Next follows the surreal sequence, Waking Dream, by SDNA, a digital artwork studio based in London. Images of commuters and a background rumble of trains and clickety clack of footsteps places us recognisably in the rush hour, but, as our journey continues, things become ever more distorted, as figures become suddenly limp and zombie-like, flopping and hanging lifelessly, before jolting awake and beginning to spin and leap across the curtain, dancing in and out of silver birches, as the soundtrack switches to that of a haunted forest.

Babis Alexiadis’ animations, taken from the Roundhouse’s acclaimed 2011 production The Fat Girl Gets a Haircut and Other Stories, illustrating the experiences of 11 teenagers, is mesmeric, melancholic, and heart rending all at once. The soft vocal and piano soundtrack, and images of birds, wings, leaves, and flowers, converge as a girl emerges from a daffodil bud, flies through the sky, and cries pink tears. These tears turn to rain drops across the curtains, which, in turn, form a sea so deep it drowns her prince. The epitome of the bittersweet age of adolescence.

Back to reality, and Hussein Chalayan’s Kaikoku is the striking documentation of his AW2011 Collection, in collaboration with Swarovski. It makes beautiful use of silhouettes, light, and shadow.

The remaining films are all quite short. The RCA offers four contributions, the most noteworthy of which, IM METERIAL by Seongyong Lee, incorporates dance, colour and shape, as a figure in a nude leotard rolls and contorts to drum beats and music ,wrapped in a flowing blue cloth. Joe Hardy’s animated greyhound race, Range, is so fast one might almost blink and miss it – presumably deliberate to capture the speed of such an event.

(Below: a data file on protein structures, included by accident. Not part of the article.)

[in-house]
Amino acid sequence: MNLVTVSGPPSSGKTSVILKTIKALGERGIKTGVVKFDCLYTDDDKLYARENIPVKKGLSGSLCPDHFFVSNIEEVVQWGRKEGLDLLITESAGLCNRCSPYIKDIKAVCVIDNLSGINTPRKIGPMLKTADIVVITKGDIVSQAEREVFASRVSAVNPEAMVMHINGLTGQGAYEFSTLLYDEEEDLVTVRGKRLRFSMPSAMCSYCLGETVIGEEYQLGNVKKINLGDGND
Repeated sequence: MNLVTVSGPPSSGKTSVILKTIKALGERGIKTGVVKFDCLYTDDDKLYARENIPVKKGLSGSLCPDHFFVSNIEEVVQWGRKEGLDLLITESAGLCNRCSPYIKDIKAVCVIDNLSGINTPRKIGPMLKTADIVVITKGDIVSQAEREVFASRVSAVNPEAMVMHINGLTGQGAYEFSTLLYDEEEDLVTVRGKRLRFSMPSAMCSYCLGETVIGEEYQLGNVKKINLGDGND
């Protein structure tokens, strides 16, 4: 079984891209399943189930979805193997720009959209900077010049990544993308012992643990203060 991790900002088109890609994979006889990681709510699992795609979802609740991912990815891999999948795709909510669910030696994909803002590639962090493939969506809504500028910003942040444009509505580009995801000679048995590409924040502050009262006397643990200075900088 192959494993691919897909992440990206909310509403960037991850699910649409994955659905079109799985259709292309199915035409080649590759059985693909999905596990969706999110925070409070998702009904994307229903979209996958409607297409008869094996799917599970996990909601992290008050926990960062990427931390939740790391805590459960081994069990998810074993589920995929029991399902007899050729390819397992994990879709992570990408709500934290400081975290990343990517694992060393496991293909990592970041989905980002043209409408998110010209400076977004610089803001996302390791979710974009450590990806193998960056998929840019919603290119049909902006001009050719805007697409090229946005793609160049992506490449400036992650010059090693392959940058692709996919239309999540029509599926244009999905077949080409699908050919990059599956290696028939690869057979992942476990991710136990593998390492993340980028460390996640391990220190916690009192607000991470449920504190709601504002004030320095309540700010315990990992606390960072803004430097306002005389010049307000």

Finally, Javier Mariscal’s four medleys bring us to a lively denouement with a South American soundtrack and drawings of faces mutating seamlessly one to another, like a cartoon strip that’s being filmed to make an animation, with minute changes from one image to the next – an eye closing or opening, a mouth corner raising to a smile, a hat lifting… Another of his interludes is yellow and sunny, animated characters on holiday at a beach resort, laughing, and enjoying themselves: an invigorating and feel good climax to this two hour rollercoaster ride around the globe. Indeed, who needs to go away on holiday when it can all be experienced here, for whatever admission price you choose to pay, in North London? Curtain Call provides an unforgettable experience, and even if you can only pop in briefly, I highly recommend you join in the birthday celebrations of this worthy establishment. Happy birthday to the Roundhouse!